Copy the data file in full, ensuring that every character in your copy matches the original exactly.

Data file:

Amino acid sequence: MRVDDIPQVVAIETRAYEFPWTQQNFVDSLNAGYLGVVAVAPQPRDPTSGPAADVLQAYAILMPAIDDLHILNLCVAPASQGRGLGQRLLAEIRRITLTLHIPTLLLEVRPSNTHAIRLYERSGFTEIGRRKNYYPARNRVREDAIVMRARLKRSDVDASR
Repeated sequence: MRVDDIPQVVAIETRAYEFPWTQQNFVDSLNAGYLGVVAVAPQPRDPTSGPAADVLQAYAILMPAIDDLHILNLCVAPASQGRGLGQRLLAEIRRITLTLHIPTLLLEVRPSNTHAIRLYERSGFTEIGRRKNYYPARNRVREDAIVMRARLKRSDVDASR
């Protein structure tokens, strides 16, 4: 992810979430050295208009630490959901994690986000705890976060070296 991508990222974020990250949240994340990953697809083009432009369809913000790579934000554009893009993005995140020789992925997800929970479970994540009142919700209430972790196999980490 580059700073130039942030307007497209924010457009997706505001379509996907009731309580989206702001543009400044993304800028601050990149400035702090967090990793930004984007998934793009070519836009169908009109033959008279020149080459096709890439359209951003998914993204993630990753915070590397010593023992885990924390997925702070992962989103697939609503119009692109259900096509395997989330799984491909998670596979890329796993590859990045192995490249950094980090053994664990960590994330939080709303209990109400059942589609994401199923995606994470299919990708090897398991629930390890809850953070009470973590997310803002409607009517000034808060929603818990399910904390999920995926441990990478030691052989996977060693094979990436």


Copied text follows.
Amino acid sequence: MRVDDIPQVVAIETRAYEFPWTQQNFVDSLNAGYLGVVAVAPQPRDPTSGPAADVLQAYAILMPAIDDLHILNLCVAPASQGRGLGQRLLAEIRRITLTLHIPTLLLEVRPSNTHAIRLYERSGFTEIGRRKNYYPARNRVREDAIVMRARLKRSDVDASR
Repeated sequence: MRVDDIPQVVAIETRAYEFPWTQQNFVDSLNAGYLGVVAVAPQPRDPTSGPAADVLQAYAILMPAIDDLHILNLCVAPASQGRGLGQRLLAEIRRITLTLHIPTLLLEVRPSNTHAIRLYERSGFTEIGRRKNYYPARNRVREDAIVMRARLKRSDVDASR
């Protein structure tokens, strides 16, 4: 992810979430050295208009630490959901994690986000705890976060070296 991508990222974020990250949240994340990953697809083009432009369809913000790579934000554009893009993005995140020789992925997800929970479970994540009142919700209430972790196999980490 580059700073130039942030307007497209924010457009997706505001379509996907009731309580989206702001543009400044993304800028601050990149400035702090967090990793930004984007998934793009070519836009169908009109033959008279020149080459096709890439359209951003998914993204993630990753915070590397010593023992885990924390997925702070992962989103697939609503119009692109259900096509395997989330799984491909998670596979890329796993590859990045192995490249950094980090053994664990960590994330939080709303209990109400059942589609994401199923995606994470299919990708090897398991629930390890809850953070009470973590997310803002409607009517000034808060929603818990399910904390999920995926441990990478030691052989996977060693094979990436």